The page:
Sound: The Wave of the Future

The 21st century has borne witness to a number of truly extraordinary scientific and technological advancements. From the breathtaking speed in the evolution of computer, phone and internet technological to genetic engineering, it is plainly evident that the millennial society is in the midst of its own version of the Renaissance or the Enlightenment or maybe just the Industrial Revolution version 2.0. The task of singling out just one technical innovation of the past few years as a particularly beneficial advancement in the forward progression of society may at first seem daunting. The trick is to peer far farther into the future and hypothesize the ways that today’s acquisition of new scientific knowledge will become tomorrow’s most essential tools for enjoying life. Using such a predictive model leads almost inevitably to the choice of recent advancements in the utilization of sound wave technology that spans and unites a broad range of disciplines.

Advancements in sound wave technology made just a few short decades ago were at the time such a miraculous innovation that time traveling fundamentalists from Salem might well have hanged practitioners as witches. The miracle of giving expectant parents the first picture of their baby while still inhabiting its mother’s womb became a commonplace event in a remarkably short period of time. In the meantime, the health care industry has been at the forefront of the sonography revolution. In recent years, the use of non-invasive sound waves have been engineered for medical purposes ranging from eliminating fatty tissue for those looking to lose weight to destroying kidney stones for those looking to avoid excruciating pain. The future benefits of sound wave technology to those facing health care crises is almost impossible to predict. One day sound waves will likely be used to perform brain surgery and already show high promise for removing cancerous cells.

The wildfires in the western states of America have spread virtually free of obstruction at a rate never seen before in recent years. These incendiary attacks on open brush and homes have had the positive effect of stimulating experimental research into the future of fighting fires. One of those techniques still in the early stages of development is based on the scientifically valid premise that directing sound set at a specific low frequency has the capacity to manipulate the oxygen igniting the flame to the point where the flame can be extinguished. The beneficial effects of such a clean method of extinguishing fires has ramifications far beyond the world of firefighting and could spark a revolution in the home security industry.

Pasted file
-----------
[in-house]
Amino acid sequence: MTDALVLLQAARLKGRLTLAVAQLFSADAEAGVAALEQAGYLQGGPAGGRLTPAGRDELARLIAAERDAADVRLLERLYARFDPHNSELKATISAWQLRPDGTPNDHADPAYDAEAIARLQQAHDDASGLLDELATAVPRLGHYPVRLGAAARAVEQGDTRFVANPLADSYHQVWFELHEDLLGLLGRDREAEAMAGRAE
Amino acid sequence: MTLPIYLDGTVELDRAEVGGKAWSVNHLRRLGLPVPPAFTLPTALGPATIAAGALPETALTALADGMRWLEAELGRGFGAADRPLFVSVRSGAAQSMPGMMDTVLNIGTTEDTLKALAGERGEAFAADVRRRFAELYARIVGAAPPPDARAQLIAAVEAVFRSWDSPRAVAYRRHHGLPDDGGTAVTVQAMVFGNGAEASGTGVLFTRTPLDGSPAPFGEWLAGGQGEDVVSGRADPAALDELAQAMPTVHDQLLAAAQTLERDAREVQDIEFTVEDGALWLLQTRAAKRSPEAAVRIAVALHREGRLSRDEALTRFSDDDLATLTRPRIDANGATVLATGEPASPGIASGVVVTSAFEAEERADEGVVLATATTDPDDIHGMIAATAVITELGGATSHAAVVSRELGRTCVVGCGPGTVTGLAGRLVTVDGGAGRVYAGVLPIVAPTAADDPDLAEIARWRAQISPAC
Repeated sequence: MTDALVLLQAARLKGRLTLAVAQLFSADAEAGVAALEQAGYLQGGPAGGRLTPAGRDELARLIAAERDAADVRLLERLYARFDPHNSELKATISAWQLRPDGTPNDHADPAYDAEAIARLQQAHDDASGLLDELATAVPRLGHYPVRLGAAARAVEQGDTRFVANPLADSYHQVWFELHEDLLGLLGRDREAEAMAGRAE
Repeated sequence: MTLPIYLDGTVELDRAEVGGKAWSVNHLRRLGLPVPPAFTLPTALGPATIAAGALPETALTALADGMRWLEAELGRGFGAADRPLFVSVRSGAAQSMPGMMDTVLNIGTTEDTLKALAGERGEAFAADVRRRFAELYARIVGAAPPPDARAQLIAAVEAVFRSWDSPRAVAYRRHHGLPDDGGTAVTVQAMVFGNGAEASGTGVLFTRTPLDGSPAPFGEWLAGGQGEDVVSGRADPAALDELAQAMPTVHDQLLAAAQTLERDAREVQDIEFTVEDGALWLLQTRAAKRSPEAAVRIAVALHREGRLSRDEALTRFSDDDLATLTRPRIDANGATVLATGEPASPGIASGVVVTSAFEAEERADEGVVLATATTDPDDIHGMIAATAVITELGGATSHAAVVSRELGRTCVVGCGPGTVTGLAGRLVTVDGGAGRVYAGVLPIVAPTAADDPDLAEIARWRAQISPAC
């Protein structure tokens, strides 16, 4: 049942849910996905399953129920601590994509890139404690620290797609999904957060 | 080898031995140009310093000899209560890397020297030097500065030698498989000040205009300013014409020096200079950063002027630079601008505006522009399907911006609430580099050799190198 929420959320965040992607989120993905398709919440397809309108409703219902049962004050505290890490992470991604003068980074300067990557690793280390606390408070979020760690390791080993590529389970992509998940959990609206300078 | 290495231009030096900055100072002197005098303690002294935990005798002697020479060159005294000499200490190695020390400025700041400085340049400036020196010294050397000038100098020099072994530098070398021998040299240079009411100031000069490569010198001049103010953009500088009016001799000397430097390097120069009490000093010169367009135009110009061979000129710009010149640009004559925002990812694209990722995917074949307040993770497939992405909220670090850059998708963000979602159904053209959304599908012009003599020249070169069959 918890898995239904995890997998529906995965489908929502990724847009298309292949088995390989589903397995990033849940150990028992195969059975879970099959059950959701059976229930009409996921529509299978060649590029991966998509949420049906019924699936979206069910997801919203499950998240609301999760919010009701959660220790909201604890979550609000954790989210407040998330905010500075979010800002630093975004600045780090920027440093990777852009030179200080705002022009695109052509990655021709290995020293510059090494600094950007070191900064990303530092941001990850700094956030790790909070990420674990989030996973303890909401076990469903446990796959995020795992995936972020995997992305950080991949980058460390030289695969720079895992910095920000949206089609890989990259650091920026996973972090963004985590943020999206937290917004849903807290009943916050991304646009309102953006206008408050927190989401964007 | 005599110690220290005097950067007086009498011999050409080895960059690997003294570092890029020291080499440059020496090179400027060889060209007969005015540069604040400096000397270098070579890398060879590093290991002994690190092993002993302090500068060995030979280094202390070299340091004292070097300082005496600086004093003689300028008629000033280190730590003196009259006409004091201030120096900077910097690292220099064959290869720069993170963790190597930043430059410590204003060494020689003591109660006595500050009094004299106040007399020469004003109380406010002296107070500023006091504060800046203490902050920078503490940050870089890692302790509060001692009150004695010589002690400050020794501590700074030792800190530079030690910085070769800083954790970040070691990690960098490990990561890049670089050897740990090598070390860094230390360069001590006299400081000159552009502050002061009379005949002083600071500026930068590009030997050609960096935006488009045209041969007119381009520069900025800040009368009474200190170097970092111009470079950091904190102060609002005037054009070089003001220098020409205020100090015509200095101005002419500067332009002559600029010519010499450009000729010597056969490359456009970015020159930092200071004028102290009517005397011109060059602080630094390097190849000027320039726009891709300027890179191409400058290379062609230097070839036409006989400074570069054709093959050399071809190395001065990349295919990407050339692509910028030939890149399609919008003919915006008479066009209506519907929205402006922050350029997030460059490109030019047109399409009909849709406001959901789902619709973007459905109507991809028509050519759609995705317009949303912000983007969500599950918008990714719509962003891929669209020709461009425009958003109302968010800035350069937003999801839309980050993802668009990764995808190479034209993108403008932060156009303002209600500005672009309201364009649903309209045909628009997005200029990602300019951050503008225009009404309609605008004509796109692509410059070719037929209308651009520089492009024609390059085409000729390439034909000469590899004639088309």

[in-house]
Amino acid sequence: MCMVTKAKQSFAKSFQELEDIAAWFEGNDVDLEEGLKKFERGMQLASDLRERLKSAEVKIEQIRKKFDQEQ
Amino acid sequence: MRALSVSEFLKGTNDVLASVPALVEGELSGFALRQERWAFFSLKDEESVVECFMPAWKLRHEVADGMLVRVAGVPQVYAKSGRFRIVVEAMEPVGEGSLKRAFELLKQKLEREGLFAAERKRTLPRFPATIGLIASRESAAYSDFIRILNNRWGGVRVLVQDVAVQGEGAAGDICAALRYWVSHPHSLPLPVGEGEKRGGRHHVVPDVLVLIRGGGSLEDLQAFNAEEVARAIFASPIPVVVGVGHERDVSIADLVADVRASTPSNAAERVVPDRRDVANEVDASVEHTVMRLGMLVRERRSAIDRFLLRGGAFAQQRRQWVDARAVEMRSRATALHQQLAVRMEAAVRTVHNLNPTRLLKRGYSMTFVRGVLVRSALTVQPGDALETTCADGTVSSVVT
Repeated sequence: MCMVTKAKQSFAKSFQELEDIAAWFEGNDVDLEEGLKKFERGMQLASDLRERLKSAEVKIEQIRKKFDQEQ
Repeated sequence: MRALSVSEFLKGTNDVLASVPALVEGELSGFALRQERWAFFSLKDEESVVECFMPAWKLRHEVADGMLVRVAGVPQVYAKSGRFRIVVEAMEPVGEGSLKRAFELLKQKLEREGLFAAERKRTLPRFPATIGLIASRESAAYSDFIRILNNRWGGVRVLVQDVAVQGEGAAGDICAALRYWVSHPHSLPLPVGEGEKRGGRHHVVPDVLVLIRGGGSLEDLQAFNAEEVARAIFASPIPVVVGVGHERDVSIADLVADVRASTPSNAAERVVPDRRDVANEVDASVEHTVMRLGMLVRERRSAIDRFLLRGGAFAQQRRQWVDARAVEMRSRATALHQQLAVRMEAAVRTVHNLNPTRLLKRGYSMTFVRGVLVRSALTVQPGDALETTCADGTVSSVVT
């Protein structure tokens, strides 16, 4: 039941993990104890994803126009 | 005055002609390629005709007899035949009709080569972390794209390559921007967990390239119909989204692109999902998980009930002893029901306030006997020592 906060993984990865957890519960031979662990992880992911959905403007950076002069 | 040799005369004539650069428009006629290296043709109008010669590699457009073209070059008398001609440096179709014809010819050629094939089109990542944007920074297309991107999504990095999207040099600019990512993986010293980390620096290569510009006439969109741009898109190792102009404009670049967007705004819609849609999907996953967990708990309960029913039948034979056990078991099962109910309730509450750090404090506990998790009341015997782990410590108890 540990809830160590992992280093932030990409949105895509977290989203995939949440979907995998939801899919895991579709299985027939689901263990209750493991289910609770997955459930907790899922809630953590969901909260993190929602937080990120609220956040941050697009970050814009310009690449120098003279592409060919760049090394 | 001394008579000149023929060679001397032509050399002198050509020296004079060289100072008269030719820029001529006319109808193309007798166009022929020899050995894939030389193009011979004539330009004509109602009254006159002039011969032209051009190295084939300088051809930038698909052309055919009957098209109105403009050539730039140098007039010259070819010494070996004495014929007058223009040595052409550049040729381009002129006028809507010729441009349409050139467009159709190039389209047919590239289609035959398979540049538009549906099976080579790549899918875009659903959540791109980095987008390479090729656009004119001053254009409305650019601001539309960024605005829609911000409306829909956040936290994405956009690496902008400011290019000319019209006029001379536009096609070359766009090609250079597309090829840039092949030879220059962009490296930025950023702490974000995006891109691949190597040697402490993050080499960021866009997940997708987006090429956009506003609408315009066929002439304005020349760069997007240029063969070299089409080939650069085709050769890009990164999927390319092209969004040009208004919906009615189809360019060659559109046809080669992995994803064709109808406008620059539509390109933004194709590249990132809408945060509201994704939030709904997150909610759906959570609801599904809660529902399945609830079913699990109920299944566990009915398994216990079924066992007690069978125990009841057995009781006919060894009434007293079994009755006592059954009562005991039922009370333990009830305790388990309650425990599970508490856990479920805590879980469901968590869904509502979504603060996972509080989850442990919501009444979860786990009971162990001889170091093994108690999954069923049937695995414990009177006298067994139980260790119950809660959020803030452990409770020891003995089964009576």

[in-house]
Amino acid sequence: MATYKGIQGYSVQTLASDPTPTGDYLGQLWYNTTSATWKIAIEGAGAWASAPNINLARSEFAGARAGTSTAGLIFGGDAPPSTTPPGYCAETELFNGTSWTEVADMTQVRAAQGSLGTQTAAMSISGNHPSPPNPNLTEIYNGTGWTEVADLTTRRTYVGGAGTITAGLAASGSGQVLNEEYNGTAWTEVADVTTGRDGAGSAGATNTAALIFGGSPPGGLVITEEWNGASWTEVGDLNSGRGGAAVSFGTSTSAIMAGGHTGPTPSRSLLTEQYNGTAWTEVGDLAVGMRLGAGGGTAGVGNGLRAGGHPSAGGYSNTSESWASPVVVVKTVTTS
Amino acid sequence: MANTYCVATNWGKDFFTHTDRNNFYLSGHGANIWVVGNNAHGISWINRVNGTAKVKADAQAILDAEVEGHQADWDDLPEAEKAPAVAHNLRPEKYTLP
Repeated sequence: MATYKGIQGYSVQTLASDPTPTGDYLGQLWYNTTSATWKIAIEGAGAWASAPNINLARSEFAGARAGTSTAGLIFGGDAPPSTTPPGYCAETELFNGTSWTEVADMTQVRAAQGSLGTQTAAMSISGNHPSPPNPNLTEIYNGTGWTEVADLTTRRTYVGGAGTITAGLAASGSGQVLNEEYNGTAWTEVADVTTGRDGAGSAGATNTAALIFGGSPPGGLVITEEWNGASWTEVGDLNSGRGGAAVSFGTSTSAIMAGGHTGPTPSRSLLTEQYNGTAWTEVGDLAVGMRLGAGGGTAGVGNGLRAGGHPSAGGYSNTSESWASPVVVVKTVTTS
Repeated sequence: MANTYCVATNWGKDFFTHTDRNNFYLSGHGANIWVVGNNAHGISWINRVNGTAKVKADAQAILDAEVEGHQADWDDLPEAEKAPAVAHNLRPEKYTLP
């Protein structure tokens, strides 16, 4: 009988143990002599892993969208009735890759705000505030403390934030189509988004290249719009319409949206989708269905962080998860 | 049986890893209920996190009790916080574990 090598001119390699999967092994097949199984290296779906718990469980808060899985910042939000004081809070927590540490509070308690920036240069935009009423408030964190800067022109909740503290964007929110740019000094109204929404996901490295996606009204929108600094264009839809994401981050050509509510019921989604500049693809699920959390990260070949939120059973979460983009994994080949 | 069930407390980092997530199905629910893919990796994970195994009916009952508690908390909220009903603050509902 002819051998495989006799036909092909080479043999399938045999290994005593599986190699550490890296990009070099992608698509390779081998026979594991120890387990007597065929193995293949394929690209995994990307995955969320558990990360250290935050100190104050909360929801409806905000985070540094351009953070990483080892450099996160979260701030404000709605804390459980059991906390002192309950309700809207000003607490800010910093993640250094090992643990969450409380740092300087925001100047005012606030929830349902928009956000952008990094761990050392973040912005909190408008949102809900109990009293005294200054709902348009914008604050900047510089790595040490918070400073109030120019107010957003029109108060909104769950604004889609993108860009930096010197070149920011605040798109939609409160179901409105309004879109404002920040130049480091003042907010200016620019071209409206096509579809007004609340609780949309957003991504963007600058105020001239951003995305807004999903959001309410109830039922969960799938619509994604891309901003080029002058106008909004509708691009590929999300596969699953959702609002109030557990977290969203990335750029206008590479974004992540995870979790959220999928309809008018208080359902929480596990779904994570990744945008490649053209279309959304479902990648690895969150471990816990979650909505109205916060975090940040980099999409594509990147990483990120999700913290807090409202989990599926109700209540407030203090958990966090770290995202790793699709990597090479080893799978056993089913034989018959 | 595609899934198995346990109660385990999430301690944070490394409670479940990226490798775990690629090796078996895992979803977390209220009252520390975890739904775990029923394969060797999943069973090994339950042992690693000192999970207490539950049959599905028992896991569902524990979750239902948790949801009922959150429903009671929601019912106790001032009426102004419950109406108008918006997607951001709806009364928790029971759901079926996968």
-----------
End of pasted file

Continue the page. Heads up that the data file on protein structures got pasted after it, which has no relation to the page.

The single most exciting development in the manipulation of sound waves so far in the 21st century may also be the one with the least immediately practical use. Japanese researchers managed to levitate three very small foam balls through a tiny area of three-dimensional space. The limitations of such sound wave manipulation are currently so restricted that even producing a game for entertainment lies outside its purview. The long-term potential for using sound to move far more enormous and unwieldy objects through a greater area of space has carries with it the air of transformative moment in time not unlike the inventions of the printing press, television and the internet.

Needless to say, sound waves will likely become the weapon of choice in the future. In the summer of 2017, a so-called acoustic attack on US embassy workers in Cuba likely heralded this coming change.

The present utilization of innovations in the manipulation of sound have resulted in 21st century changes in everything from the detection of underground leaks to lightening uneven skin tones. Continued perfecting of these techniques and future innovations may lead one day to a future where water is conserved through the use of sound for cleaning clothes, dishes and even human skin. Beyond such a daily utilitarian exploitation of sound wave technology lies a perhaps limitless future of applications.


What do you think?

Written by Tsexton


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  1. That’s the truth. Just like the wave of the future is every device will all use USB Type C eventually and all smartphone devices will have no headphone jack. Good to know that some manufactures are still using their headphone jacks in their devices.

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